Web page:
(The Center Square) – The Wisconsin Institute for Law and Liberty on Monday asked the Wisconsin Supreme Court to strike down Dane County’s public health order that limits get-togethers in people’s homes.
“The latest order from the health department in Dane County illustrates why a single, unelected and unaccountable health official should not be allowed to rule unilaterally by decree,” WILL President Rick Esenberg said.
Dane County’s order bans “mass gatherings” at any property in the county. It also limits outdoor gatherings to just 10 people. The order, however, allows bars, restaurants and shops in the county to remain open with some limitations.
Dane County’s public health director, Janel Heinrich, justified the order by saying gatherings and get-togethers are spreading the coronavirus.
“A quarter of people testing positive, regardless of risk factor, indicated they attended a gathering or party in the past two weeks. These proportions have remained stable – in the past month, as cases have reached record high levels, the percentage who report attending a gathering has not changed,” Heinrich wrote when she issued her order last week. “The implications of gathering today, even in a small group, are different than they were earlier in the pandemic – the risk is higher because there is more COVID circulating.”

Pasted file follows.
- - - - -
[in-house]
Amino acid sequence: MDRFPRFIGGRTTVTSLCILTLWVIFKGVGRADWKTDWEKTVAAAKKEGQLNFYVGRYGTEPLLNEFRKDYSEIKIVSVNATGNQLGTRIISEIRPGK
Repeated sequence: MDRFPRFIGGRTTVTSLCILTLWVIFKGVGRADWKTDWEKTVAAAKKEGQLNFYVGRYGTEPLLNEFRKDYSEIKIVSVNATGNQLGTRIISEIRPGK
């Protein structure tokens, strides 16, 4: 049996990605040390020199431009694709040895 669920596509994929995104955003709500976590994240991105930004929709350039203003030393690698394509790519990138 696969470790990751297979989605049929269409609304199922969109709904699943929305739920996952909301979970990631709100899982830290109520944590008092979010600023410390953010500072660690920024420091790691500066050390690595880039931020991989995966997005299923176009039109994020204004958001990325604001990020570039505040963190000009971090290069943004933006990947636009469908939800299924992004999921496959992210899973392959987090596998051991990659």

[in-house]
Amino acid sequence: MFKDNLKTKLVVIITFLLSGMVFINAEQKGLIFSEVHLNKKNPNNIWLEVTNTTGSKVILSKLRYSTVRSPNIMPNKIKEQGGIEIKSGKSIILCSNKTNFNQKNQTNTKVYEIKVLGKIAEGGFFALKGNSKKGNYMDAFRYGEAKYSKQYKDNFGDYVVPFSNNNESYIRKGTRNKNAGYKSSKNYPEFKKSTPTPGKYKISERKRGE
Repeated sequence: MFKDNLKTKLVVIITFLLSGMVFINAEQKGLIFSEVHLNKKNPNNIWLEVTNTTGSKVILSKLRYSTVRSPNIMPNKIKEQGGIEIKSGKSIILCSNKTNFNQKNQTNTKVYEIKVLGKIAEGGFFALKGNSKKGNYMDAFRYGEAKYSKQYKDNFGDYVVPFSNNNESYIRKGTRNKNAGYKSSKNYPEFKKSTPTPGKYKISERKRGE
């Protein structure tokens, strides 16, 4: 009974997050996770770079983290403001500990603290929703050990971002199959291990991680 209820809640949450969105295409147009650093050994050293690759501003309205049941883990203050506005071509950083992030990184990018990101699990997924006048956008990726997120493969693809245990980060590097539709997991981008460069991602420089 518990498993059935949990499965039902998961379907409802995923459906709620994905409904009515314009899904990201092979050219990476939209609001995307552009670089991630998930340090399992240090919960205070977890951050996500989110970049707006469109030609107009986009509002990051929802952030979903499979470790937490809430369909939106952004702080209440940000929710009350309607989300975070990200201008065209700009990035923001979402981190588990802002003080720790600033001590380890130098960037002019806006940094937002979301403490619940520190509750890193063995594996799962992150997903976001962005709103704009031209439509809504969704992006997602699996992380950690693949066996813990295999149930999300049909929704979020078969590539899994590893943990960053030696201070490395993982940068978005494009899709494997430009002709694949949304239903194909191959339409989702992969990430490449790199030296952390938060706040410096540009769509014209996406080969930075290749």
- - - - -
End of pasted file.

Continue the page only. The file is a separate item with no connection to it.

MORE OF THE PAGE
Heinrich said 675 coronavirus positives have been linked to gatherings in Madison and Dane counties. She includes cases from assisted living facilities, health care facilities, offices, the University of Wisconsin’s football team, and childcare services in her county.
Esenberg said, once again, WILL’s challenge has nothing to do with questions of what should be done to control the coronavirus. He said their challenge is all about making sure the people’s representatives are the ones making those decisions.
“COVID-19 should be taken seriously. But these decisions must be made by the local governing body,” Esenberg said. “Banning private family gatherings just before Thanksgiving, while allowing Black Friday shopping, makes little sense.”
Esenberg is also challenging the order’s ban on all sports activities, regardless of size or scope.
WILL is suing on behalf of Gymfinity, which is a Fitchburg-based gymnastics center. WILL describes the company as taking every precaution to keep its athletes safe.
“Gymfinity illustrates the irrationality of the current order. It operates a large, 18,000 square foot gymnastics training center and has taken extensive precautions to operate safely. They have established a rigorous screening protocol including a questionnaire, temperature checks, and hand washing. Inside the facility masks are required at all times and social distancing is enforced everywhere possible,” WILL said in a statement. “Due to these efforts, Gymfinity has not had any COVID-19 cases linked to the gym, yet Emergency Order #10 shuts down most of its business while allowing restaurants, bars, coffee shops, and other retail establishments to remain open.”
Benjamin Yount reports on Illinois and Wisconsin statewide issues for The Center Square. Reposted with permission.